Bogus Windows License Spam is in the Wild

October 26, 2012 by  
Filed under Security News

For everyone’s information:

Below is a screenshot of a new spam run in the wild, and the sender (whoever he, she, or it is) presents to recipients a very suspicious but very free license for Microsoft Windows that they can download.

Sounds too good to be true? It probably is.


From: {random email address}
Subject: Re: Fwd: Order N [redacted]
Message body:

You can download your Microsoft Windows License here –

Microsoft Corporation

Clicking the hyperlinked text leads recipients to a number of .ru websites hosting the file, page2.htm (screenshot below), which contains obfuscated JavaScript code that loads the Web page fidelocastroo(dot)ru(colon)8080/forums/links/column(dot)php.



This spam is a launchpad for a BlackholeCridex attack on user systems.

This method is likewise being used by the most recent campaign of the “Copies of Policies” spam, also in the wild.

Our AV Labs researchers have documented their findings in detail regarding these spam runs on our GFI Software Tumblr page. Please visit

Stay safe!


By Jovi Umawing @

Get the New NORMAN Malware Cleaner for Free Today

June 9, 2011 by  
Filed under Removal Tips,Tools and Videos


Use our free and newly improved Malware Cleaner tool to scan and clean your computer from viruses, trojans and other types of malware. This simple and user friendly tool not only detects malicious software but also removes them from your computer.


What are the most common symptoms of an infected computer?

  • Freezing or sudden restarts – Your computer behaves unexpectedly during normal use
  • Unusual updates by you on Facebook or Twitter – Especially after you’ve clicked on a link that appeared not to work or installed a new application
  • Emails you didn’t send – Your friends tell you they’ve received emails you didn’t send


If you suspect your computer might be infected, download and run the new Malware Cleaner for free today!


Remember: the Malware Cleaner is a solution when your computer is already infected. Keeping safe requires a security
solution that protects your computer from malicious software. The easiest and most efficient way to protect your online
identity and your computer against these threats is an antivirus software or an all-in-one security solution. If you don’t
have one, your computer might be infected without you knowing about it.


Key features

  • Easy to install and run
  • Detect and Remove malware (viruses, Rootkit’s, FakeAV, worms and more)
  • Utilize advanced Anti-Rootkit technology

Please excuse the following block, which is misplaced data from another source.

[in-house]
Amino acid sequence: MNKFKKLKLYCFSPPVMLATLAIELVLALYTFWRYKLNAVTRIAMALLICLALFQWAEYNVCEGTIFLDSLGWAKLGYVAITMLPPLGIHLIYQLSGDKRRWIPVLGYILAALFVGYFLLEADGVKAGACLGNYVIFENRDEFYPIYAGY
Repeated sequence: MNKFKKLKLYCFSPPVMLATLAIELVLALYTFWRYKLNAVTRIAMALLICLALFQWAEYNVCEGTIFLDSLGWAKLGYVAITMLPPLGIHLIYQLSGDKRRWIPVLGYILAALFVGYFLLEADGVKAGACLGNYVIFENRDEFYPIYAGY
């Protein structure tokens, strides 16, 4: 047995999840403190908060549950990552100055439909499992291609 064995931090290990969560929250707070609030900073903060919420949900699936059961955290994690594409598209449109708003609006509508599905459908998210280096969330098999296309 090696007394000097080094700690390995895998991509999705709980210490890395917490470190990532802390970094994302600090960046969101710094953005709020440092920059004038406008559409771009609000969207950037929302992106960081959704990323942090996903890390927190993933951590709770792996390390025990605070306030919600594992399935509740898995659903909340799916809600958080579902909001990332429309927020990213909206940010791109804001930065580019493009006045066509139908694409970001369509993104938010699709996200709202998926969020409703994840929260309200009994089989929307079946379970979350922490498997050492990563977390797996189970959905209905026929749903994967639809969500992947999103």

• Quarantine module to process the detected files
  • Deep scan and cleaning including Norman patented Norman SandBox technology
  • Supports Quick- and Deep Scan mode
  • New command line function for better tailor scanning across several machines (businesses)
  • Daily signature updates available


Supported operating systems: Windows 98, Me, NT, 2000, XP, 2003, Vista, 2008 and 7.



Download Norman Malware Cleaner.exe (139 MB)




Free DE-Cleaner by Avira, Kaspersky and Symantec for Anti-Botnet

March 9, 2011 by  
Filed under Removal Tips,Tools and Videos

DE-Cleaner powered by Avira

Minimum Requirements for the DE-Cleaner powered by Avira:

  • Computer from Pentium, at least 266MHz
  • Windows XP with at least SP 2, (32 oder 64 Bit)
  • Windows Vista (32 oder 64 Bit, SP 1 or higher recommended) Windows 7 (32 or 64 Bit)
  • At least 150 MB free disk space
  • At least 192 MB memory on Windows XP
  • At least 512 MB memory on Windows Vista, Windows 7
  • Internet connection for Updating und first time Download
  • Please note: At the moment there is no DE-Cleaner available for Linux or Mac OS. Since Internet criminals mainly concentrate on and attack Windows based computers.

Read more

Immunet Version 3.0 – The Next Step In Anti-Malware Protection

February 10, 2011 by  
Filed under Security News

Introduction to 3.0


On February 9th we will be releasing our version 3.0 with some notable changes and improvements.


Before I detail what’s new from a feature perspective I should also note that we are changing the name of the product with this release, the new name is going to be Immunet 3.0 – Powered by ClamAV. The new product will look like this screenshot here:



In addition to our name change, you will also note a change in the icon we use in your tray. The new icon is the ‘star burst’ in white and blue, it should like like this in your tray: